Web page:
Sometimes It's About More Than Medicine
There are many non-medical factors that can have an impact on an individual’s overall health. As a result, it requires Florida Blue to take a more holistic approach—to go beyond traditional medicine—to help our members achieve better health. I recently sat down with Dr. Kelli Wells, Sr. Medical Director at Florida Blue, to talk more about these non-medical factors, known as social determinants of health, and how we’re addressing them for our members.
Q: Dr. Wells, what are social determinants of health?
Dr. Wells: Good question! Social determinants of health are environmental conditions in which people are born, live, learn, work, play, worship and age. These conditions can affect physical and emotional health and influence health outcomes for people.
Q: What are some examples of social determinants of health?
Dr. Wells: Examples include lack of consistent housing, loneliness, lack of regular access to healthy food, lack of transportation, lack of access to quality childcare, poverty, substandard education and environmental exposures. These are just some of the factors that can adversely impact an individual’s quality of life and physical and emotional health.
Q: Explain how one of these conditions can hinder someone from getting the care they need?
Dr. Wells: For instance, lack of transportation — if someone doesn’t have access to reliable transportation, it can be difficult for them to get back and forth to their job. If they are unable to work consistently, that can negatively affect their income and make it harder for them to pay basic bills. When people are worried about just getting by from one day to the next, it makes it difficult for them to focus on their health and wellbeing.
Q: How is Florida Blue addressing some of these challenges?
Dr. Wells: We have community specialists at many Florida Blue Centers across the state to provide necessary support for members and visitors. They act as social workers to provide assistance with a wide range of issues, such as employment, housing and health and wellness education.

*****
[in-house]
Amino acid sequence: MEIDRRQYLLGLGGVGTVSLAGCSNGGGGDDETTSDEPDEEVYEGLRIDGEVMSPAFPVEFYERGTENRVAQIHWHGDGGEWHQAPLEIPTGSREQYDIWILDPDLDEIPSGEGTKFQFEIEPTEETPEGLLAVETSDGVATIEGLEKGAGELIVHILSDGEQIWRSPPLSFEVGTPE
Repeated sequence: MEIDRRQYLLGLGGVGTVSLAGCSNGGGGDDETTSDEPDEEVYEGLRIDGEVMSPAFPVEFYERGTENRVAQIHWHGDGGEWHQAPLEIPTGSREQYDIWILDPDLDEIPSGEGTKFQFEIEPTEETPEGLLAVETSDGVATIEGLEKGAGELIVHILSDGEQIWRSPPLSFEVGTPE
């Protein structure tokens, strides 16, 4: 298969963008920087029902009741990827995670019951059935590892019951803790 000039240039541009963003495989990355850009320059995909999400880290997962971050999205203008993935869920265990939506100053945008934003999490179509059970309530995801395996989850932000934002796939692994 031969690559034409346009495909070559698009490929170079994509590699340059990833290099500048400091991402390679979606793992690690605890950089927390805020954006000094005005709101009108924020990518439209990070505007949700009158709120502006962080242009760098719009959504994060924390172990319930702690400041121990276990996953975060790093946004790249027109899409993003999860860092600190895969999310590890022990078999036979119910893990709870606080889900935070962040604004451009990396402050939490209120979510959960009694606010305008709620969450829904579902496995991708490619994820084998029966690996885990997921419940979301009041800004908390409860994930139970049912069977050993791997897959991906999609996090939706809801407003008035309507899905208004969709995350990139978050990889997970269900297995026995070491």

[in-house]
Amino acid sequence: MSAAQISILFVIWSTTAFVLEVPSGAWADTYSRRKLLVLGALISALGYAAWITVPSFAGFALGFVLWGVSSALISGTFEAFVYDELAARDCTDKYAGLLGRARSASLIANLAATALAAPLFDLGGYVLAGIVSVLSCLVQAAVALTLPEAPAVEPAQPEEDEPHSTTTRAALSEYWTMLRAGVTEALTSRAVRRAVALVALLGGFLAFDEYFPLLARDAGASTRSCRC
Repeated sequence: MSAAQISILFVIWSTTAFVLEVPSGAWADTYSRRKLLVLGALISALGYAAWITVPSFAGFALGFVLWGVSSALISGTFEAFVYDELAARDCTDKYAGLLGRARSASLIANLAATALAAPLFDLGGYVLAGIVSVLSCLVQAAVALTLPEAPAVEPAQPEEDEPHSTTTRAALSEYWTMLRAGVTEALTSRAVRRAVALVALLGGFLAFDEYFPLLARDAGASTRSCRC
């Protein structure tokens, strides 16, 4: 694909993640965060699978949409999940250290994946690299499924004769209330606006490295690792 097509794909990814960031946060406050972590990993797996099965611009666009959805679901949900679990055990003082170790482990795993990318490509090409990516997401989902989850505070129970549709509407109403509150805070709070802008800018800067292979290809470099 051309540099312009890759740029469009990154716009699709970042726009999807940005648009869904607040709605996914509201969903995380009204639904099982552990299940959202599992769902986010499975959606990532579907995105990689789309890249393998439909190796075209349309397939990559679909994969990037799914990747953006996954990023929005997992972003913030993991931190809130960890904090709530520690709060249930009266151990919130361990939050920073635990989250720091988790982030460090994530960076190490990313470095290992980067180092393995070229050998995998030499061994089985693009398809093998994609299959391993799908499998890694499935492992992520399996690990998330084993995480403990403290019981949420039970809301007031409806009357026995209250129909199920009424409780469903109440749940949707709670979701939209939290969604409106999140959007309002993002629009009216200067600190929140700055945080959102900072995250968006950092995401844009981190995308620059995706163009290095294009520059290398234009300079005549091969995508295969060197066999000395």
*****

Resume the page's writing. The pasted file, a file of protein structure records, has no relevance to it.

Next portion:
Let’s go back to the issue of transportation. When members miss medical appointments due to lack of transportation, it can lead to disruption or delay in their care. This can cause illnesses or medical conditions to worsen, increase medical costs and ultimately lead to more emergency room visits and hospitalizations. It’s why we’ve partnered with Lyft to provide free rides to doctors’ visits for our members with an Affordable Care Act (ACA) individual plan.
We also know that social isolation is a significant issue for aging adults and can have a major effect on their overall health. We’ve partnered with Papa, a nationwide provider of senior services, to connect college students to our members with select Medicare Advantage plans. Think of it as “Grandkids on Demand.” These members can get companionship, assistance with transportation and household chores, and other support services.
These are just some of the ways we’re tackling social determinants of health for Florida Blue members.
Q: What guidance would you offer to someone who’s finding it difficult to get the care they need due to social circumstances?
Dr. Wells: Social disadvantages don’t have to keep you from achieving your best level of health. Be honest about the challenges you face. Ask for help. There are many public and private organizations that can assist you with a variety of needs. Know that our Florida Blue Centers aren’t just for our members. Anyone can come in to a center and speak with one of our community specialists. They will work with you to get you the help you need.
Find a Florida Blue Center near you.
Filed under: Community
After a 20-year hiatus, Latondra recently relocated back to the Sunshine State and now works as an internal communications consultant at Florida Blue. As a true communications explorer, she enjoys helping people and organizations say the right things to the right people at the right time. She has a BS in Journalism from Florida A&M University and a MS in Communications from Purdue University. You can follow her on Twitter at @ Steele_I_Rise, especially if you’re a guinea pig owner!